Artistic director of the New Museum, New York, Massimiliano Gioni describes the inspiration behind the Phillips Collection’s The Warmth of Other Suns: Stories of Global Displacement exhibition (2019), which questions the very notion of universalism. He further describes how modernism and abstractionism have effectively been expressions of border transcending in art history. He reflects of the artists’ role and influence on current debates, but also the tricky interaction between the art world and the media. More recently, the emergence of documentary art raises the question of the interplay between the arts and societal issues. According to Gioni, Arshile Gorky’s portrait The Artist and His Mother (1936) – speaking of displacement and exile – is a remarkable representation of the experience of migration.
If the advent of the drone wars in the early twenty-first century was largely accompanied by narratives of virtuality and disembodiment, recent years have witnessed a renewed attention to the human dimensions of drone warfare – from Hollywood’s fascination with the lived experience of UAV pilots to theoretical examinations of the agential capacities of the drone. But what are the stakes of such representational strategies in a context that arguably relies on the dehumanization of drone targets and victims? This chapter draws on feminist theory and critical posthumanism to explore both the objectification of human subjects in contemporary warfare and the anthropomorphisation of the drone in popular culture. In conversation with a series of recent artworks, the chapter examine the figure of the drone through three rhetorical filters – the swarm, the blob and the corpse. Together, these filters help to elucidate an aesthetics of estrangement that might paradoxically cultivate a praxis of solidarity and care among the ‘stranger things’ of drone warfare.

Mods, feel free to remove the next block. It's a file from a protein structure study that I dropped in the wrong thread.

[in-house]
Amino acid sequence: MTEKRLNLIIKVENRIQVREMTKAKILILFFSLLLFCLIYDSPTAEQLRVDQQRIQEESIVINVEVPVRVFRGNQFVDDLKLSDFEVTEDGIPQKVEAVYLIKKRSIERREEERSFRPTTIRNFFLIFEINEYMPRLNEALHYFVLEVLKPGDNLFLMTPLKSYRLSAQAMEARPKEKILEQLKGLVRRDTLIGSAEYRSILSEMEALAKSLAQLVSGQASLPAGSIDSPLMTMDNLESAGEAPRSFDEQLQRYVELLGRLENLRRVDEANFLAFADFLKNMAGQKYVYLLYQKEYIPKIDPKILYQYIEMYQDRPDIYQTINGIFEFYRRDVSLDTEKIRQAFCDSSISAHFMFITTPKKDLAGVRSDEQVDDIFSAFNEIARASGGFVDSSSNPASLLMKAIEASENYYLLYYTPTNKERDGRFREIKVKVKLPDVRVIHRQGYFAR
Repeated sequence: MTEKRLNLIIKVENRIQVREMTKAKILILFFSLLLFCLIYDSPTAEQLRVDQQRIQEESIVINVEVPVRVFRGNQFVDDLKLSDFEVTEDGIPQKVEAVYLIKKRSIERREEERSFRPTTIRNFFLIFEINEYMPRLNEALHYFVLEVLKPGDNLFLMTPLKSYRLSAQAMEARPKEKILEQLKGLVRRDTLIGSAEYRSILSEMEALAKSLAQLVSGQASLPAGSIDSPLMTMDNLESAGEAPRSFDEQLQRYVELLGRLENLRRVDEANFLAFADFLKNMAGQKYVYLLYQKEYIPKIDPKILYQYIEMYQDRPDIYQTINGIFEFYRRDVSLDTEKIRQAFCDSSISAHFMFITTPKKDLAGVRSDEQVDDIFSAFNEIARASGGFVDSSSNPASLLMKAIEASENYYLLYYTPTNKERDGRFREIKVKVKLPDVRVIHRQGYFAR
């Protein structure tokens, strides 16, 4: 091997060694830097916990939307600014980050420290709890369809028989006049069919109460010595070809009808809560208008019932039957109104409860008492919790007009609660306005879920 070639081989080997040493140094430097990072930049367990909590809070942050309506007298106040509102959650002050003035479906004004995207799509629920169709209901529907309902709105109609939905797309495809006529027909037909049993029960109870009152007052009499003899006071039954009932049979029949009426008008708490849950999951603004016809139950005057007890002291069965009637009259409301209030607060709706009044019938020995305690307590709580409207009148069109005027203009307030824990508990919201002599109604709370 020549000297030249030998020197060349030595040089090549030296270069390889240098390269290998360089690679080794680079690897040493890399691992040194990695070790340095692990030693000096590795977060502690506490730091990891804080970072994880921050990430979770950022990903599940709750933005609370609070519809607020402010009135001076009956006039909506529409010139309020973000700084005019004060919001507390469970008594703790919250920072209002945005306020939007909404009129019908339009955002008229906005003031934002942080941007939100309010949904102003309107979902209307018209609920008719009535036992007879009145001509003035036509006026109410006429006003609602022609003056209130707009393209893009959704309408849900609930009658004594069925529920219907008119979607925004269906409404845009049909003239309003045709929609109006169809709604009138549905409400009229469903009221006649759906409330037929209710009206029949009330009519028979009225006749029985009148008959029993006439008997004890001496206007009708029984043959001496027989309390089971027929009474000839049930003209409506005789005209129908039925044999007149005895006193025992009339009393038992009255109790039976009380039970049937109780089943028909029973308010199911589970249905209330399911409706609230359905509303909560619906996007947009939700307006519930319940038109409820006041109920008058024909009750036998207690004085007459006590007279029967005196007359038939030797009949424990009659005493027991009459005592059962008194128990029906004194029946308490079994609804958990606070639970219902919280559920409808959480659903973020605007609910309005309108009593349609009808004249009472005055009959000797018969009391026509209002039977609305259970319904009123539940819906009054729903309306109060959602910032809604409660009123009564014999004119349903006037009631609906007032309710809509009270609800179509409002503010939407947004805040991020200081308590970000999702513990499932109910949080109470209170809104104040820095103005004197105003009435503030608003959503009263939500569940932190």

Insects, drones and swarming in Ernst Jünger’s The Glass Bees
Andreas Immanuel Graae
Since ancient times, insect swarms have triggered uncanny emotions such as anxiety, paranoia and panic within human communities. During the twentieth century, this imagination revived as it merged with fantasies of autonomation and emergent behaviour among intelligent machines. As an eager entomologist with a keen eye for technology’s impact on the human, the German author Ernst Jünger put these ambivalent emotions into literary form in his futuristic novel The Glass Bees (1957), which features advanced robotic bees hardly distinguishable from today’s micro-drones. This chapter investigates Jünger’s novel as an early literary work on drone technology and situates it in the proper historical context as it arrives in a dawning era of computers, networks and automation. The drone swarms in the novel can be seen as something inherently uncanny, which evokes feelings such as paranoia and anxiety – emotions that are easily associated with the authoritarian community where this drone technology is used. Focusing on the figure of the swarm, the chapter thus discusses how Jünger’s artificial bees foreshadow today’s drone technologies and the prospects of swarming robots in warfare as well as everyday life.
Narratives exploring relationships in modern British society